Nowadays, their major haunt is the city’s main dumping ground near Deepor Beel. Early Birds, a conservation non-profit in the city that has been conducting a census of the city’s storks since 2002, put their number at 300-odd birds in 2021.

Led by Moloy Baruah, one of Assam’s pioneering environmentalists, Early Birds have planted trees throughout the city to provide roosts for the birds. There have also been concerted efforts by Aaranyak, a biodiversity conservation organisation, to preserve the breeding colonies of hargillas located on the north bank of the Brahmaputra, a few kilometers from the city

As wetlands throughout Guwahati have been drained, fish markets have been gradually eased out and trees where the birds roosted have been cut, the question we must confront is what kinds of urban nature – and with them urban practices – are we willing to foster? Herein lies a challenge facing cities today.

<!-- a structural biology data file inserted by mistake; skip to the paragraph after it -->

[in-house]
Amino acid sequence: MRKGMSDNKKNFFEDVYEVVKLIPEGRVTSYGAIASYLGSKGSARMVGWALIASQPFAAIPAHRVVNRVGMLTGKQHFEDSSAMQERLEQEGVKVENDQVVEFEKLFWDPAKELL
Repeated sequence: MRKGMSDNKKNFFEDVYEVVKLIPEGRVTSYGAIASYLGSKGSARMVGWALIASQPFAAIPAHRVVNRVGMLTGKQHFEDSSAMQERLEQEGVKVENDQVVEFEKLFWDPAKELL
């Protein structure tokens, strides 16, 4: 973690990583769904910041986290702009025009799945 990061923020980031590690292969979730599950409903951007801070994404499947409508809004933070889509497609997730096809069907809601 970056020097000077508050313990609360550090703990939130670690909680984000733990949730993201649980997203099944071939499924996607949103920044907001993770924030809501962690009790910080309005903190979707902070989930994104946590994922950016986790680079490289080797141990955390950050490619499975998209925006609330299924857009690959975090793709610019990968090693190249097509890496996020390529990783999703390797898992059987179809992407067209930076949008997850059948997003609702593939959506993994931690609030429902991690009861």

Ali’s actions unfold both along and against the grain of planning and expert designs. There is much to be gained from such ordinary practice. It is a small, but by no means insignificant, step towards undoing the forces that render the urban uninhabitable, whether for people or storks.

Aditya Ranjan Pathak is a Research Associate with the ERC Urban Ecologies research project based at the National Institute of Advanced Studies, Bangalore and University of Cambridge, UK.

Maan Barua is an University Lecturer in the Department of Geography at the University of Cambridge, UK, and is the Principal Investigator on the ERC Urban Ecologies project.

Research for this article was enabled by the European Research Council’s Horizon 2020 Starting Grant (no. 759239), entitled “Urban Ecologies: Governing Nonhuman Life in Global Cities”.